6. Give permission. Give it for what is about to do anyway as long as it is OK with you. This does not mean you say OK when you see your dog about to steal a plate of cookies. This means you do say OK when your dog is about to get into the car for a ride with you, eat the food in his bowl, or go out the door.
7. Monitor your dog’s behavior.
8. Do a sit-stay. This is an easy way to reinforce your role as alpha. Put the dog in a sit-stay for two to five minutes. For particularly dominant dogs, make it a down-stay, and even more submissive position. If he’s a wild animal and he doesn’t know the meaning of the word obedient, all the better. If he breaks, put him back. If he breaks 10 times put him back 10 times. At the end of a few minutes, the dog knows you’re alpha. He knows that anyone who holds his leash can call the shots. And this is with no yelling, no hitting, no electronic stimulation, no leaving him in the kennel or garage for three days, no nothing. Just a sit-stay. Easy and effective.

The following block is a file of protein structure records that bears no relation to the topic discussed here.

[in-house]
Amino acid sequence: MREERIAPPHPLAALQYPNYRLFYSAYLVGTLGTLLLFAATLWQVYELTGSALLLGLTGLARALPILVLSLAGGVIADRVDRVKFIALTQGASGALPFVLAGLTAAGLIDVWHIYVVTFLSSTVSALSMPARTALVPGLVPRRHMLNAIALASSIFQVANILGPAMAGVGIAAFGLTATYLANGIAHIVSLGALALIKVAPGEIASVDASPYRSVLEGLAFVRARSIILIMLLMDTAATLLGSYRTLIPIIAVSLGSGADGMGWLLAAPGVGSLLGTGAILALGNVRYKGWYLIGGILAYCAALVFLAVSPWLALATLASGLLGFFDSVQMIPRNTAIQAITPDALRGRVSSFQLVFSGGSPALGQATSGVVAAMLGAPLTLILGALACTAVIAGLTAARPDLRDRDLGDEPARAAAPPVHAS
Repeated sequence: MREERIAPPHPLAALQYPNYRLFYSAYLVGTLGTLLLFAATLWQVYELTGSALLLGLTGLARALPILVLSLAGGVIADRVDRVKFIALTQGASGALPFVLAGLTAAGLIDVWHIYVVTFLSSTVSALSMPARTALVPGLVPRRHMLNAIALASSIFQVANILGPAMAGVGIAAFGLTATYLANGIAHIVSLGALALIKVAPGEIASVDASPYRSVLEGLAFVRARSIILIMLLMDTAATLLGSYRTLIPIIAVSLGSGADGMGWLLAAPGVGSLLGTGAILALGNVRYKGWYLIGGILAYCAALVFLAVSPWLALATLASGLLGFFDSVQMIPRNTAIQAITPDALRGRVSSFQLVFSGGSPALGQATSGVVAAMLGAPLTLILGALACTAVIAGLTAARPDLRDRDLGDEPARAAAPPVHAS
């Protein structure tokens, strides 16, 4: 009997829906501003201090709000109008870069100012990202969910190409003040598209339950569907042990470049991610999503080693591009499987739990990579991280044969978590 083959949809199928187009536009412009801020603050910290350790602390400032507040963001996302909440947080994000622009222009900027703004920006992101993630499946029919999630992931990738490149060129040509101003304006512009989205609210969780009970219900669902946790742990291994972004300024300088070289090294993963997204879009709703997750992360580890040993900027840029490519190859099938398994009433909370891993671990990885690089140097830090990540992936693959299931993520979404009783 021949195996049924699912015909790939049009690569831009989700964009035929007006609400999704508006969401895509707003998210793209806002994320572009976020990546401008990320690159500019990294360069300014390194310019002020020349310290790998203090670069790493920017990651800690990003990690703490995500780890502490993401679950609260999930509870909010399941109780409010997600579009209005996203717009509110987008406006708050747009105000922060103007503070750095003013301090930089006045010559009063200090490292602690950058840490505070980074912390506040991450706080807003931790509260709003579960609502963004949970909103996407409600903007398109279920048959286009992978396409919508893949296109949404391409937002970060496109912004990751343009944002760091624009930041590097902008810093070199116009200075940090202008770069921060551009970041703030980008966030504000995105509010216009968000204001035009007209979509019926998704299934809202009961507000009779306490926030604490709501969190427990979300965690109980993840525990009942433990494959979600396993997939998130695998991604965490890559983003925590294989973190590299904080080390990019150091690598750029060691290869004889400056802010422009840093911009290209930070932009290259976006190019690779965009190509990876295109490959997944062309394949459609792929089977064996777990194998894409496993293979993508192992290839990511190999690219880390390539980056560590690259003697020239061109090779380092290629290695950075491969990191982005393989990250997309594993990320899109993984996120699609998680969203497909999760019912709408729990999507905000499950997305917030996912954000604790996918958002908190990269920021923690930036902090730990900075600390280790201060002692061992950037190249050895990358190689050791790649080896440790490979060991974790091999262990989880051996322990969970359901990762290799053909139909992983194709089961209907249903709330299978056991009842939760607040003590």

** Remember, when you practice your sit-stay, increase the timing FIRST, then the distance. Done properly, you won’t be placing your dog back in position 10 times !
9. Be benevolent, but tough. Act like a top dog. Tough, but loving. Always be fair an never get angry. Dogs understand what’s fair and what’s not.
You may think that this system is just being too controlling and not “fair” to the dog. Actually, by being inconsistent in your handling you are being unfair! He needs structure – to understand what you want and what his responsibilities are. What is unfair is giving up a dog because of behavior problems – problems caused by the lack of structure and guidance. Unfortunately, animal shelters are filled every day with these dogs. Firm, loving, training will keep you and your dog happy – and keep you together.